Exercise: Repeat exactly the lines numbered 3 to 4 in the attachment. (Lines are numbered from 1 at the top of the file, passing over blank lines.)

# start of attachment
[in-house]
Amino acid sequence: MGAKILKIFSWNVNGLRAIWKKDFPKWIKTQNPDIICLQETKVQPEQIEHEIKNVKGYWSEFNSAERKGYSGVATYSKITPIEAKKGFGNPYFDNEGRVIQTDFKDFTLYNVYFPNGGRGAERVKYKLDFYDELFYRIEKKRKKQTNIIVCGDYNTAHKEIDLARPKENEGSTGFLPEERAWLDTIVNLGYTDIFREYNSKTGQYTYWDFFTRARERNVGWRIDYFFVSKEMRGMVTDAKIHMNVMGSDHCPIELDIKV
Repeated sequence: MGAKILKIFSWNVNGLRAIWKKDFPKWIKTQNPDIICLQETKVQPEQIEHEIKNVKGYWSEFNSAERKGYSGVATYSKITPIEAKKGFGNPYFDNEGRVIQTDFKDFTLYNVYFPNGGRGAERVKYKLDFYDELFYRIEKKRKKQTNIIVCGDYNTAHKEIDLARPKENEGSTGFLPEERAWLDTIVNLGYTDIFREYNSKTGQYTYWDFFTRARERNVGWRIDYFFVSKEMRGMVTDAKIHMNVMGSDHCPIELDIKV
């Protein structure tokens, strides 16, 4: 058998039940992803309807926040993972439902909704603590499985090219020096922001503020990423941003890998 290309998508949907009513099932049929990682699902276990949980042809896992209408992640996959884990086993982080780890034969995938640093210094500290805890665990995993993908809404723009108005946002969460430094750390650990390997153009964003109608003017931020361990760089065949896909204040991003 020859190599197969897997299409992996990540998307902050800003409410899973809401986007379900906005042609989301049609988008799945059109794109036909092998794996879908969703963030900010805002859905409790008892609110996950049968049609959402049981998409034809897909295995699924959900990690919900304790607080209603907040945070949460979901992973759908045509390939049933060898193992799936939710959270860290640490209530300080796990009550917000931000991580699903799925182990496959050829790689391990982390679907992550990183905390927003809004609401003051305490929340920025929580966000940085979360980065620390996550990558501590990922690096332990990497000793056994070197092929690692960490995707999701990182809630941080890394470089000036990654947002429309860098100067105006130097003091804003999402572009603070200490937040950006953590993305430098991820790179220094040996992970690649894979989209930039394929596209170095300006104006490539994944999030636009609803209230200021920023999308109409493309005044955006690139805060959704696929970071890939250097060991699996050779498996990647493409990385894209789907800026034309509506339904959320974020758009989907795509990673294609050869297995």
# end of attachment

Repeated sequence: MGAKILKIFSWNVNGLRAIWKKDFPKWIKTQNPDIICLQETKVQPEQIEHEIKNVKGYWSEFNSAERKGYSGVATYSKITPIEAKKGFGNPYFDNEGRVIQTDFKDFTLYNVYFPNGGRGAERVKYKLDFYDELFYRIEKKRKKQTNIIVCGDYNTAHKEIDLARPKENEGSTGFLPEERAWLDTIVNLGYTDIFREYNSKTGQYTYWDFFTRARERNVGWRIDYFFVSKEMRGMVTDAKIHMNVMGSDHCPIELDIKV
């Protein structure tokens, strides 16, 4: 058998039940992803309807926040993972439902909704603590499985090219020096922001503020990423941003890998 290309998508949907009513099932049929990682699902276990949980042809896992209408992640996959884990086993982080780890034969995938640093210094500290805890665990995993993908809404723009108005946002969460430094750390650990390997153009964003109608003017931020361990760089065949896909204040991003 020859190599197969897997299409992996990540998307902050800003409410899973809401986007379900906005042609989301049609988008799945059109794109036909092998794996879908969703963030900010805002859905409790008892609110996950049968049609959402049981998409034809897909295995699924959900990690919900304790607080209603907040945070949460979901992973759908045509390939049933060898193992799936939710959270860290640490209530300080796990009550917000931000991580699903799925182990496959050829790689391990982390679907992550990183905390927003809004609401003051305490929340920025929580966000940085979360980065620390996550990558501590990922690096332990990497000793056994070197092929690692960490995707999701990182809630941080890394470089000036990654947002429309860098100067105006130097003091804003999402572009603070200490937040950006953590993305430098991820790179220094040996992970690649894979989209930039394929596209170095300006104006490539994944999030636009609803209230200021920023999308109409493309005044955006690139805060959704696929970071890939250097060991699996050779498996990647493409990385894209789907800026034309509506339904959320974020758009989907795509990673294609050869297995």